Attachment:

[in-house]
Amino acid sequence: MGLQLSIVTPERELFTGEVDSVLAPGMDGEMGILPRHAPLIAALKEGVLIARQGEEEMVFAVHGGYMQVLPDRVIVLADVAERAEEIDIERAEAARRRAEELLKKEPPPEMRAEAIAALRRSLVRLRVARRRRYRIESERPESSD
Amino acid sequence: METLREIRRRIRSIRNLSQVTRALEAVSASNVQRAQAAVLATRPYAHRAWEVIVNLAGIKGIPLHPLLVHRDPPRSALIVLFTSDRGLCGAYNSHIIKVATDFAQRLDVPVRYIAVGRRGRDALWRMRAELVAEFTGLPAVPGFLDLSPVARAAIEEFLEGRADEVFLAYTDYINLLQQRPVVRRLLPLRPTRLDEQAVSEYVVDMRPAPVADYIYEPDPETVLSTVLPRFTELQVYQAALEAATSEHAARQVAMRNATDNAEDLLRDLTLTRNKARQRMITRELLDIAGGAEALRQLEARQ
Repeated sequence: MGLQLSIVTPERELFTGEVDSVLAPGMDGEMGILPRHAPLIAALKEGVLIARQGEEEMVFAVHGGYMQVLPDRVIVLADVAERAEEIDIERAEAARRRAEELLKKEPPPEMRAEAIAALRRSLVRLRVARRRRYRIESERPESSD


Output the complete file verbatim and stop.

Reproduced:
[in-house]
Amino acid sequence: MGLQLSIVTPERELFTGEVDSVLAPGMDGEMGILPRHAPLIAALKEGVLIARQGEEEMVFAVHGGYMQVLPDRVIVLADVAERAEEIDIERAEAARRRAEELLKKEPPPEMRAEAIAALRRSLVRLRVARRRRYRIESERPESSD
Amino acid sequence: METLREIRRRIRSIRNLSQVTRALEAVSASNVQRAQAAVLATRPYAHRAWEVIVNLAGIKGIPLHPLLVHRDPPRSALIVLFTSDRGLCGAYNSHIIKVATDFAQRLDVPVRYIAVGRRGRDALWRMRAELVAEFTGLPAVPGFLDLSPVARAAIEEFLEGRADEVFLAYTDYINLLQQRPVVRRLLPLRPTRLDEQAVSEYVVDMRPAPVADYIYEPDPETVLSTVLPRFTELQVYQAALEAATSEHAARQVAMRNATDNAEDLLRDLTLTRNKARQRMITRELLDIAGGAEALRQLEARQ
Repeated sequence: MGLQLSIVTPERELFTGEVDSVLAPGMDGEMGILPRHAPLIAALKEGVLIARQGEEEMVFAVHGGYMQVLPDRVIVLADVAERAEEIDIERAEAARRRAEELLKKEPPPEMRAEAIAALRRSLVRLRVARRRRYRIESERPESSD